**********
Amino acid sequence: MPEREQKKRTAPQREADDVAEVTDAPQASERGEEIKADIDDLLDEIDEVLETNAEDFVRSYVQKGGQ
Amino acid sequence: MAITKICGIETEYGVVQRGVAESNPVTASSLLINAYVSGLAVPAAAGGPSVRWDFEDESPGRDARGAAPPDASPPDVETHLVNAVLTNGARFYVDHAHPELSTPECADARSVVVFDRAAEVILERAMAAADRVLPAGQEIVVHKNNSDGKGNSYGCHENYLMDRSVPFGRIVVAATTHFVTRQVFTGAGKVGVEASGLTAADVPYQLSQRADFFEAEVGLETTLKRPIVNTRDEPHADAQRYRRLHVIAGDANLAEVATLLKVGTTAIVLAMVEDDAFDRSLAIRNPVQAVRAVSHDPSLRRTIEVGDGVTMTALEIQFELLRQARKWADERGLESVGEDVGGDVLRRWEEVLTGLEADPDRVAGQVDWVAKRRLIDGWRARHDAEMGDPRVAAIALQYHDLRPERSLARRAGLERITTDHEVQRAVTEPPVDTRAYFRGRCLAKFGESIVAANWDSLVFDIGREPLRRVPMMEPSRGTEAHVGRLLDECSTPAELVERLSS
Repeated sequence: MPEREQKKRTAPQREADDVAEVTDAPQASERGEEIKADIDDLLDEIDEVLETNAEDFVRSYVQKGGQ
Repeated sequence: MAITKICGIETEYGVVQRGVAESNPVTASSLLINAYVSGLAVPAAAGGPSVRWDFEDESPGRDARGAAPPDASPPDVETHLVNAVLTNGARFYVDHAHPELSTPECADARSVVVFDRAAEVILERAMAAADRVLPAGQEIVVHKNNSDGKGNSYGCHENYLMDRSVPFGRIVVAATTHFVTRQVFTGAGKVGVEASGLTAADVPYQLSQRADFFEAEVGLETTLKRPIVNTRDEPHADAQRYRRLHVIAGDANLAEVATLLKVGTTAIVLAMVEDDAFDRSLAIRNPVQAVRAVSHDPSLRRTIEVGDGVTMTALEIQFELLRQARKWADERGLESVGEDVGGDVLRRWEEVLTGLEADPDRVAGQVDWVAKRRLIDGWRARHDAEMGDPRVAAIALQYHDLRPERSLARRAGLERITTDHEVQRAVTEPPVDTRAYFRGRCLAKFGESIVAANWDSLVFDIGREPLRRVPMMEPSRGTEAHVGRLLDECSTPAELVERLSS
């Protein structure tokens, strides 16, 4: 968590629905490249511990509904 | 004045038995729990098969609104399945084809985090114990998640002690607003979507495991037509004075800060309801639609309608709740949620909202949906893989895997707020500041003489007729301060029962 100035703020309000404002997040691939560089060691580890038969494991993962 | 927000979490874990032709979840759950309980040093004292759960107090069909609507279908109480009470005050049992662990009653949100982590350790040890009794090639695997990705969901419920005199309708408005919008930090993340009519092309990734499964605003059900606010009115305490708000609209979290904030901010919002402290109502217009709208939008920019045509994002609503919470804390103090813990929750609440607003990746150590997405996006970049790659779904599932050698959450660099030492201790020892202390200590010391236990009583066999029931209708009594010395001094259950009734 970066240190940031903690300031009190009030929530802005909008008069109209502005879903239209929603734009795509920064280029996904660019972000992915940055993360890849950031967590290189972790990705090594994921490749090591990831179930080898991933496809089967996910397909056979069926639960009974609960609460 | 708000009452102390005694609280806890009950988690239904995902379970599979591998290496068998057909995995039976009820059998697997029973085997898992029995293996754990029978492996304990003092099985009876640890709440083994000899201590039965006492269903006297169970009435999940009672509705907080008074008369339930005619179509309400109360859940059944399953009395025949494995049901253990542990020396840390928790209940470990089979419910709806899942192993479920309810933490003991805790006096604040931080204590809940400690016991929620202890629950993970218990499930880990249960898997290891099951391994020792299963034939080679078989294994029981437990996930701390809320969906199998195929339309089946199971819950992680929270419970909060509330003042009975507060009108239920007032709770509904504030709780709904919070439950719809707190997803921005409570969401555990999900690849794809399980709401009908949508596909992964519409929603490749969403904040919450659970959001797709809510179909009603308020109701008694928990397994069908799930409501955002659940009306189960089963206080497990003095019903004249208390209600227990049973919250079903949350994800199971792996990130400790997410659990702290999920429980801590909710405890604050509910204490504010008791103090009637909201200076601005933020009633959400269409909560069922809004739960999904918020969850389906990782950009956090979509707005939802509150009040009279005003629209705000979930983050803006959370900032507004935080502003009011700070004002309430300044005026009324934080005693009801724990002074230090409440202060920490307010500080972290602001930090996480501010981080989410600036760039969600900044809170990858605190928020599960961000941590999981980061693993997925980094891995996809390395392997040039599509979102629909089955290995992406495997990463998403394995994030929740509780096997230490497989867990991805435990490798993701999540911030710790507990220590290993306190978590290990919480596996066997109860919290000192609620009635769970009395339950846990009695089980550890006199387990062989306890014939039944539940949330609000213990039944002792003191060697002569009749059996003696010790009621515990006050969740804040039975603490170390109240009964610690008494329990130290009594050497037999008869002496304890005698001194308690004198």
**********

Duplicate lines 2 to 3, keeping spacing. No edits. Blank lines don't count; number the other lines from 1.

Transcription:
Amino acid sequence: MAITKICGIETEYGVVQRGVAESNPVTASSLLINAYVSGLAVPAAAGGPSVRWDFEDESPGRDARGAAPPDASPPDVETHLVNAVLTNGARFYVDHAHPELSTPECADARSVVVFDRAAEVILERAMAAADRVLPAGQEIVVHKNNSDGKGNSYGCHENYLMDRSVPFGRIVVAATTHFVTRQVFTGAGKVGVEASGLTAADVPYQLSQRADFFEAEVGLETTLKRPIVNTRDEPHADAQRYRRLHVIAGDANLAEVATLLKVGTTAIVLAMVEDDAFDRSLAIRNPVQAVRAVSHDPSLRRTIEVGDGVTMTALEIQFELLRQARKWADERGLESVGEDVGGDVLRRWEEVLTGLEADPDRVAGQVDWVAKRRLIDGWRARHDAEMGDPRVAAIALQYHDLRPERSLARRAGLERITTDHEVQRAVTEPPVDTRAYFRGRCLAKFGESIVAANWDSLVFDIGREPLRRVPMMEPSRGTEAHVGRLLDECSTPAELVERLSS
Repeated sequence: MPEREQKKRTAPQREADDVAEVTDAPQASERGEEIKADIDDLLDEIDEVLETNAEDFVRSYVQKGGQ